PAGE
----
Practical Software Measurement
When an organization wants to proactively manage their software activities from inception through development and sustainment, an enterprise software estimation or acquisition Center of Excellence (COE) is a great solution. A significant portion of our professional services business at QSM is helping companies design and stand up enterprise COE operations.
There are three main components to a successful COE implementation. They are:
There is an old adage that if your only tool is a hammer, everything looks like a nail. We use the lessons learned and experience we have gained to address current issues. But if the problem (or software project) we face today is fundamentally different from those we’ve dealt with previously, past experience isn’t the proper framework. In effect, we will be using a hammer when a saw or a chisel might be the tools we need.
The solution, of course, is to first gain an understanding of the problem at hand. What are its defining features? How does it behave? Only then can a proper solution be designed and the appropriate tools selected.
On Thursday, March 26th at 1:00 PM EDT, Joe Madden will present QSM's Software Sizing Infographic: A Visual Aid for Understanding Software Size.
It’s easy to imagine there is a lot of complex computer software code required to operate and control a fully autonomous self-driving car, such as the prototype recently unveiled by Google, and that advanced systems engineering and software life cycle management techniques are required to successfully manage its development. However, you may be surprised to find out that nearly every vehicle under 30 years old on the road today also depends on computer software - and lots of it.
Software size, the amount of functionality in a given software release, is arguably the most important of the five core metrics of software estimation. There is little point in tracking effort, duration, productivity and quality if you are unable to quantify what you are building.
At QSM, we have one of the largest industry databases in the world of completed software projects. The data comes from our clients with their permission and this data has been the backbone of our software estimation business for over 35 years. We can see what is reasonable on software development projects as it relates to cost, team size, effort, duration, size, and reliability. Because of our experience we are often asked about risk factors and estimation accuracy early in the project lifecycle. We explain that increased accuracy comes with having historical data and good sizing information.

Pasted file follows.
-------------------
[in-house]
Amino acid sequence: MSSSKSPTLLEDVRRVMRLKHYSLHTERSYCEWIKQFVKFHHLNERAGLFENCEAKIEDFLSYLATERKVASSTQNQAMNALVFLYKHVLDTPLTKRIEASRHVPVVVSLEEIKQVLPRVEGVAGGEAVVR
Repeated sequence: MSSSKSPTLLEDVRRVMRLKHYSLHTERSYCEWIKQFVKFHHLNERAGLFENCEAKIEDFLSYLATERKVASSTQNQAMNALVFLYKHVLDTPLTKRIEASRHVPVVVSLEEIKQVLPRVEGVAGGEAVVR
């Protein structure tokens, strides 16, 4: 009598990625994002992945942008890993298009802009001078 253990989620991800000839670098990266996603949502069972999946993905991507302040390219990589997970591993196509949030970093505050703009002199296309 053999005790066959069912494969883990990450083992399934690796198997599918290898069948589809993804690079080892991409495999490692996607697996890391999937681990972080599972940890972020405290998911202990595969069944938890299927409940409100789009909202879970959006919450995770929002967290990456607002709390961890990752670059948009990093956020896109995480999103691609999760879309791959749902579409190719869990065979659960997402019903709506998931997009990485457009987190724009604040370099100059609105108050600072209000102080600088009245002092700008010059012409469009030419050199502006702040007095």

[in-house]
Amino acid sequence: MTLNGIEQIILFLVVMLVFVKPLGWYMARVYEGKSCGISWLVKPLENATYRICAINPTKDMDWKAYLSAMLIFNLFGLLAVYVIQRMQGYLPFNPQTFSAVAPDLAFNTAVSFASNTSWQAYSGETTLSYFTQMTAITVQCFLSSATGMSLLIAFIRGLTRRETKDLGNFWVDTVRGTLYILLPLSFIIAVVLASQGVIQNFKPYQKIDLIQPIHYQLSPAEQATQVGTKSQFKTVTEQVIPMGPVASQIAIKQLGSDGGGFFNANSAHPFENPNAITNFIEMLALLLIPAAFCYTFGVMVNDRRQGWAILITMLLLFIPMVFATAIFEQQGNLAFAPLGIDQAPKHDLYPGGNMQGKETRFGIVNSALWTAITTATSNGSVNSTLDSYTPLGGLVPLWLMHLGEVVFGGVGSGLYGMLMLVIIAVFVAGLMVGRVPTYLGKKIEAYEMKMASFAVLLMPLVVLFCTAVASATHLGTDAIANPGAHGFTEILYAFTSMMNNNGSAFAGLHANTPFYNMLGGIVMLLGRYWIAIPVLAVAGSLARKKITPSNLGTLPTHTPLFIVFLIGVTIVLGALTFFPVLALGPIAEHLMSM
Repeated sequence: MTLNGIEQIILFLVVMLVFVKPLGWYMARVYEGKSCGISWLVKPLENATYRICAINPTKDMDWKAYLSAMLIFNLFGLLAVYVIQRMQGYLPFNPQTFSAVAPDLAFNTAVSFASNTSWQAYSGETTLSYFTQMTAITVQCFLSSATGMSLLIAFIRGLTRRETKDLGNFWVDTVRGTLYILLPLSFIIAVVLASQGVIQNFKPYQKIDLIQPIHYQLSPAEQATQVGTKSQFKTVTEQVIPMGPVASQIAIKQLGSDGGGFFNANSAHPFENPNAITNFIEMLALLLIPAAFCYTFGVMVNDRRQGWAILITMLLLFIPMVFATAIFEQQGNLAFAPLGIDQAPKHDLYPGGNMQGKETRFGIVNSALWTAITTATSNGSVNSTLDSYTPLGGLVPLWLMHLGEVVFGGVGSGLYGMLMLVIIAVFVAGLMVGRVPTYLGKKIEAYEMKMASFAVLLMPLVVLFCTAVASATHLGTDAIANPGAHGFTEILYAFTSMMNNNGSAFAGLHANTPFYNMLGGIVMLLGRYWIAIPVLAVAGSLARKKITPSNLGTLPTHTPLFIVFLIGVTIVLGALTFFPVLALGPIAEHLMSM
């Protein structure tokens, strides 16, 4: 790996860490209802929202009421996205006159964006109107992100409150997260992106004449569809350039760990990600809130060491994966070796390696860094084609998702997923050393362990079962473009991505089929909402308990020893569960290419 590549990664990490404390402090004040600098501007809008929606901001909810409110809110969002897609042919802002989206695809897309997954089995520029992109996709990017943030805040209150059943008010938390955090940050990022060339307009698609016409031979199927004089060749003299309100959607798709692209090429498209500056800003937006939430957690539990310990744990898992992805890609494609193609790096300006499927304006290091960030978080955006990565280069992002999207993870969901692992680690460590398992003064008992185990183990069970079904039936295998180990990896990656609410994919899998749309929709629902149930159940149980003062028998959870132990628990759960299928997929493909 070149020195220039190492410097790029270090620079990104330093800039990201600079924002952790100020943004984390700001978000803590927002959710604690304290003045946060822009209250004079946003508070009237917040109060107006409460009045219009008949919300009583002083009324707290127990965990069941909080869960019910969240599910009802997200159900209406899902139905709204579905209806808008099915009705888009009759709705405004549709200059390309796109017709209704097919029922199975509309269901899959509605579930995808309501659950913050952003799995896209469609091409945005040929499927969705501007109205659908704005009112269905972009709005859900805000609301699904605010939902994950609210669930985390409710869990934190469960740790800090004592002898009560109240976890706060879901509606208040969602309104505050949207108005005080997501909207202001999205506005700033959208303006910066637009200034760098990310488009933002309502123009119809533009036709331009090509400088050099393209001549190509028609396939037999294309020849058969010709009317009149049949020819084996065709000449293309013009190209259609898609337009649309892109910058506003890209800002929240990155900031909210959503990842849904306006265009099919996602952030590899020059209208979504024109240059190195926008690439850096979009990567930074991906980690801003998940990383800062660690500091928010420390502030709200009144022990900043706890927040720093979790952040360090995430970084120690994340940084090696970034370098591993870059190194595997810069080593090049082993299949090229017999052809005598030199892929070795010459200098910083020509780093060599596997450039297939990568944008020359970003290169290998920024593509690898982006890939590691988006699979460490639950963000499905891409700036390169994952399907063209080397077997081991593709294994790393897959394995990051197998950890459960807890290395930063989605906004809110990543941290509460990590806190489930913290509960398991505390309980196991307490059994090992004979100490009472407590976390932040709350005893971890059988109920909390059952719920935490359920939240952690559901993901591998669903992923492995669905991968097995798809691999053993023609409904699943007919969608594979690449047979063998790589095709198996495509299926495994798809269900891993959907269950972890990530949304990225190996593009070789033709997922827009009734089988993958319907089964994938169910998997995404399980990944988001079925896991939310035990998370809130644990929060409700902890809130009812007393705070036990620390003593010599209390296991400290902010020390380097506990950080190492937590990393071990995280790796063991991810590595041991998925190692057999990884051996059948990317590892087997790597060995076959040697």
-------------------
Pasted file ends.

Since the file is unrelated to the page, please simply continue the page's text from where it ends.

How in the world does landing on an aircraft carrier relate to software estimation? Anyone who has ever experienced the terror joy of landing a jet on an aircraft carrier, especially on that dark, stormy night with no moon and a pitching deck, appreciates the importance of a good start. Your line-up is critical, as is your airspeed, angle-of-attack and attention to the "ball" – that tiny little yellow dot between the rows of green lights.
If you were unable to attend our recent webinar, "Avoiding Disaster in IT Outsourcing: A Quantitative Solution for Vendor Management," a replay is now available.
In the Forbes article “Now Every Company is a Software Company,” David Kirkpatrick argues “regardless of industry your company is now a software company, and pretending that it’s not spells serious peril.”
As organizations in nearly every industry sector transform into software companies, many executives, project managers, and procurement departments are being thrust into the role of managing IT vendors on software projects, yet they do not have the expertise to do so effectively. Typical pain points include:
QSM is pleased to announce the launch of a new workshop series focused on addressing the challenges organizations encounter when implementing software estimation processes. The series offers eight customizable workshops that are tailored to meet the unique needs of each individual company and its business goals.
Workshops include product training for users of QSM's SLIM Suite, as well as estimation fundamentals that are tool agnostic: